Wednesday, March 2, 2011

Teachers - A Rant

I've been looking at everything going on in the federal and state governments, and I feel like the halls of power are filled with crazy people.  In Texas, they've passed a revisionist version of history books that omit the word "slavery" and almost every important non-white from "history," decided that creationism is a far better way to go than with scientific fact, and are pushing abstinence instead of education for teaching kids about sex.  Why should this concern anyone?  Because, historically, the rest of the nation takes its educational cues from Texas.  If it's happening to us, it's going to happen to you.

But one of the most horrifying things to come up recently is the closing of schools and firing of teachers, and even cutting teachers' salaries.  We see commercials every day touting that we, as a nation, need to embrace math and science, and that we're falling dramatically behind as far as the education levels, yet they're going to push this kind of bullshit, and cripple the one group of people who can help raise the intelligence of our nation:  Teachers.  Makes no sense, does it?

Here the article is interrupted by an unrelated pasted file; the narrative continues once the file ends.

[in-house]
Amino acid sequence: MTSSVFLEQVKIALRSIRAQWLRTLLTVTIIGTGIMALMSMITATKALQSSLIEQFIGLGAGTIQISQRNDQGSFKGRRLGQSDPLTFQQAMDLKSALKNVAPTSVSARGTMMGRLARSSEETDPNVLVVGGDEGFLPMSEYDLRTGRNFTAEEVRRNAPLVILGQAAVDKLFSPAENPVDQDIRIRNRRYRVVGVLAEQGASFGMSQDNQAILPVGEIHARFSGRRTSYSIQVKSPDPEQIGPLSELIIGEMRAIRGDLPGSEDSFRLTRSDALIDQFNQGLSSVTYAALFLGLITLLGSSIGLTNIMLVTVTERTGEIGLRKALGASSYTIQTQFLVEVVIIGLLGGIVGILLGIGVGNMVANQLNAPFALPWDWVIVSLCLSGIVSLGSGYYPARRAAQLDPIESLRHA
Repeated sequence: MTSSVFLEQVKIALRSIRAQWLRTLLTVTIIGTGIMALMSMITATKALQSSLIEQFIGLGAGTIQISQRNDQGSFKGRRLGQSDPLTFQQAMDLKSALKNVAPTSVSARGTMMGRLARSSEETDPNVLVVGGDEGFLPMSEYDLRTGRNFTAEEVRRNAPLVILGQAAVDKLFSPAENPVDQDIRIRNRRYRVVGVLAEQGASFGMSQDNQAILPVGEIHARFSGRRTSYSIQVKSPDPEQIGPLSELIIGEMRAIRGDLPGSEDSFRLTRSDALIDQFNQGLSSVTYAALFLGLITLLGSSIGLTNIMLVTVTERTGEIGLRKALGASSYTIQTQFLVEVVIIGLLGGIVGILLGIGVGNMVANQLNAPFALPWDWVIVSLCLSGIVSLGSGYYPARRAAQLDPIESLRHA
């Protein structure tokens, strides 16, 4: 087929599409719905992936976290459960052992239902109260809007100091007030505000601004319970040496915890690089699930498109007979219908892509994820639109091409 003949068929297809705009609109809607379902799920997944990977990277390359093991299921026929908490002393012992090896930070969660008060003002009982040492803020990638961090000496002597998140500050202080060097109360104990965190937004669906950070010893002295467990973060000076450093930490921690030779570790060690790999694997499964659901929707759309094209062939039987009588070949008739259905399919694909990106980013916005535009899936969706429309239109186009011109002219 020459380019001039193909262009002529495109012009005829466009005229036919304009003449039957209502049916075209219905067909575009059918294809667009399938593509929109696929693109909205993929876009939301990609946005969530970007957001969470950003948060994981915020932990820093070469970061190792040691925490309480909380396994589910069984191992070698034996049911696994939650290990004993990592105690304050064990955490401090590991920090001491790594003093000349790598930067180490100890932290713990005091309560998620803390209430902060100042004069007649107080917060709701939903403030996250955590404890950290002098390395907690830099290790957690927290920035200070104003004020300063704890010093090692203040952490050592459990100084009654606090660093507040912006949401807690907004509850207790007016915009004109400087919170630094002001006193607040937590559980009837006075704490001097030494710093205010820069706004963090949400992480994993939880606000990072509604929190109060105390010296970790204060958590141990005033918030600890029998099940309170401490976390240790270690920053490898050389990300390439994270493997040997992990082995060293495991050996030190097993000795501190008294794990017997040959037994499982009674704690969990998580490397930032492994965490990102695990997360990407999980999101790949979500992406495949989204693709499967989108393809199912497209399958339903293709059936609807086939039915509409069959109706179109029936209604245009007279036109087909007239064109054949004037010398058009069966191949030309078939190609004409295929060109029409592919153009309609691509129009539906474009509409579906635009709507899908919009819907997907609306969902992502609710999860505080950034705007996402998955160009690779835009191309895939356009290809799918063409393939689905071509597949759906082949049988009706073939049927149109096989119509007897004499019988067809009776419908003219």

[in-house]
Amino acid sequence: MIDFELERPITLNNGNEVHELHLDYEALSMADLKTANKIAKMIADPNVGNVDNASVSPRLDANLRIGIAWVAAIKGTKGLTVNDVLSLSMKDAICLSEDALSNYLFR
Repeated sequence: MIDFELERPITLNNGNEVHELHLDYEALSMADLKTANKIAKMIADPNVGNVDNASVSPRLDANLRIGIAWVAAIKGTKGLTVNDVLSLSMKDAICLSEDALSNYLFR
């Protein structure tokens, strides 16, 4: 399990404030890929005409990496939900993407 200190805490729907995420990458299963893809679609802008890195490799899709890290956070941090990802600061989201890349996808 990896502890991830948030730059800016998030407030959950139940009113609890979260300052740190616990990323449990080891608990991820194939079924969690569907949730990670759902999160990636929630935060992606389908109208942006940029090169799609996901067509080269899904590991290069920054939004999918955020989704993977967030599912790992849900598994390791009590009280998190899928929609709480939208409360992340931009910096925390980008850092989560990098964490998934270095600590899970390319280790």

Teachers are underpaid and underappreciated as it is.  A Teacher's (Yes, I know I'm capitalizing "Teacher."  I'm doing it on purpose because I think the title deserves some respect.  At least I'm being consistent about it.) salary, for the grades of kindergarten through 12th grade, is miserable.  They get paid low wages, are expected to sacrifice their time, and are often hated for doing their jobs by the very people they're trying to help.  In many cases, the students' parents dump their kids off at the school and say "that's your problem," without taking an active role in their children's lives, and then get angry when little Johnny or Susie don't get good grades.  A Teacher's job is often thankless, and no matter what they try to do, they often wind up demonized for having the gall to fail a child who either isn't working up to their potential or who doesn't do the work.  Let's face it, not everyone learns at the same speed, and for some students, extra care is needed.  But for a large number of them, the ones who don't care, failing grades isn't a matter of mental ability, but laziness.  And Teachers have to deal with that.